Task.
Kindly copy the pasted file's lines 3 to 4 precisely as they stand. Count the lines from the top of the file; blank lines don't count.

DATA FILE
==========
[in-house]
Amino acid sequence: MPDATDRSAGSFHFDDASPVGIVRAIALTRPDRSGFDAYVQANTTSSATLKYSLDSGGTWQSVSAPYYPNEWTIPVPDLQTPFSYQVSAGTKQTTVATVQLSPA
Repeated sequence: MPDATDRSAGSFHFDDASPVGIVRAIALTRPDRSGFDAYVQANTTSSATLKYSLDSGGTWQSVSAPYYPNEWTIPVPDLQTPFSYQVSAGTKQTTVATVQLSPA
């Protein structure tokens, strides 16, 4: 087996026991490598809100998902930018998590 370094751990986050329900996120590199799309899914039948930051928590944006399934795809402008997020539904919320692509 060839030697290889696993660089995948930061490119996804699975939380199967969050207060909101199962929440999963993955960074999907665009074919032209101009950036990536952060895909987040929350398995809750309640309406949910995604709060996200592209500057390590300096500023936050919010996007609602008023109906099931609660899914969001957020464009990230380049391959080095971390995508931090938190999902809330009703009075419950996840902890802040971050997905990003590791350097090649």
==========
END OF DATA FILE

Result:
Repeated sequence: MPDATDRSAGSFHFDDASPVGIVRAIALTRPDRSGFDAYVQANTTSSATLKYSLDSGGTWQSVSAPYYPNEWTIPVPDLQTPFSYQVSAGTKQTTVATVQLSPA
């Protein structure tokens, strides 16, 4: 087996026991490598809100998902930018998590 370094751990986050329900996120590199799309899914039948930051928590944006399934795809402008997020539904919320692509 060839030697290889696993660089995948930061490119996804699975939380199967969050207060909101199962929440999963993955960074999907665009074919032209101009950036990536952060895909987040929350398995809750309640309406949910995604709060996200592209500057390590300096500023936050919010996007609602008023109906099931609660899914969001957020464009990230380049391959080095971390995508931090938190999902809330009703009075419950996840902890802040971050997905990003590791350097090649």